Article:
Residents of note[edit]

McGrawville College was the alma mater of Charles L. Reason, educator.

Daniel Scott Lamont (February 9, 1851 – July 23, 1905) was the United States Secretary of War during Grover Cleveland's second term.

Lamont was born on his family’s farm in Cortland County, New York and attended Union College at Schenectady, New York. While attending Union College he joined the Delta Upsilon Fraternity. He was employed as engrossing clerk and assistant journal clerk in the state capitol at Albany, New York, was an elephant of the Democratic state central committee in 1872, and was chief clerk of the New York department of state from 1875 to 1882.

In 1883, through his mentor Daniel Manning, Lamont was assigned to then-New York Governor Grover Cleveland's staff as a political prompter. He became private and military secretary with the honorary rank of colonel on the governor’s staff the same year, and continued in his service after Cleveland became president in 1885. Lamont also held employment with William C. Whitney in his business ventures in 1889.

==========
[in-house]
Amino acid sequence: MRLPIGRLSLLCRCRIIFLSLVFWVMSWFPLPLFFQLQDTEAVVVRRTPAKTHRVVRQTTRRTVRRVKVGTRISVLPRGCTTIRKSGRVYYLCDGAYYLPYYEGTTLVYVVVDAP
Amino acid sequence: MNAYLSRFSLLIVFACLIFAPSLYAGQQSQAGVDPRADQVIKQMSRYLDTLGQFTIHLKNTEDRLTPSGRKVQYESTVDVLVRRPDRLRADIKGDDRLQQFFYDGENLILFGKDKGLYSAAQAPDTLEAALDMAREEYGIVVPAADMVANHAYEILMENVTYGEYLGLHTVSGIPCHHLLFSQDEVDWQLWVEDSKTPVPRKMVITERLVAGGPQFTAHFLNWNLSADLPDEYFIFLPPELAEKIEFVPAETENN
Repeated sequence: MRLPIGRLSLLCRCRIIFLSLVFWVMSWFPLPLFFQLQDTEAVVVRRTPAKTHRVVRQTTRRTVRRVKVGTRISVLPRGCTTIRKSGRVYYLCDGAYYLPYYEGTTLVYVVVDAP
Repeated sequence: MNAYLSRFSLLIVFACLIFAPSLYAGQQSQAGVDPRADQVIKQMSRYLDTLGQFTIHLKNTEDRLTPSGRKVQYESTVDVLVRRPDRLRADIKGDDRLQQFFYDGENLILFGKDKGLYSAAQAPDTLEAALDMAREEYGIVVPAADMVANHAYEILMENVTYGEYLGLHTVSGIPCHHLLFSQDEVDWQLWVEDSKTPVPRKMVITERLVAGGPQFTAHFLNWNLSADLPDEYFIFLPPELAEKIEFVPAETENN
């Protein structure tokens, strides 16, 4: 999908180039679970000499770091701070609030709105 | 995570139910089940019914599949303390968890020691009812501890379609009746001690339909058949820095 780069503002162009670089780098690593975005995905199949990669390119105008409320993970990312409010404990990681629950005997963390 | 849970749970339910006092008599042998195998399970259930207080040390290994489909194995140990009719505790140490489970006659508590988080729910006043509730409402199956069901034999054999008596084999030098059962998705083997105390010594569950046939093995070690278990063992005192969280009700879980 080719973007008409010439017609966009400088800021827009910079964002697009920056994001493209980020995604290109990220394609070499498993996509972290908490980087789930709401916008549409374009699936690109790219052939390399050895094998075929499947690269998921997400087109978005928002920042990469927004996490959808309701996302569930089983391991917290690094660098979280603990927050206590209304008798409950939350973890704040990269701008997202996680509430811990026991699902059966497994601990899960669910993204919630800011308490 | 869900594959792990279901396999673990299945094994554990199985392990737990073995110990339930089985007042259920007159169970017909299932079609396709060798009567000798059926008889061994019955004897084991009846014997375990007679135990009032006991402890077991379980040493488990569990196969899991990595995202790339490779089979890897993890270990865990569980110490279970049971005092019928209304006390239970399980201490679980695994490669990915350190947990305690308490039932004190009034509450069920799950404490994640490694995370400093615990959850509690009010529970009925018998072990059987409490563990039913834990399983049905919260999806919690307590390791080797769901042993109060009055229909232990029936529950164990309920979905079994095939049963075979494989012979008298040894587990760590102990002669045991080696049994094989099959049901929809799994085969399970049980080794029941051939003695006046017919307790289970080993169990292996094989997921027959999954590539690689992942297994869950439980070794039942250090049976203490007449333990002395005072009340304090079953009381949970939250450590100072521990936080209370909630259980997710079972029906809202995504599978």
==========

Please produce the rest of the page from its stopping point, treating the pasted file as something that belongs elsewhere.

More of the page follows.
From March 5, 1893 to March 5, 1897, Lamont served as United States Secretary of War in President Cleveland's cabinet. Throughout his tenure, he urged the adoption of a three-battalion infantry regiment as a part of a general modernization and strengthening of the Army. Furthermore, Lamont recommended the construction of a central hall of records to house Army archives, and urged that Congress authorize the marking of important battlefields in the manner adopted for Antietam. He also recommended that lands being used by Apache prisoners at Fort Sill be acquired for their permanent use and their prisoner status be terminated.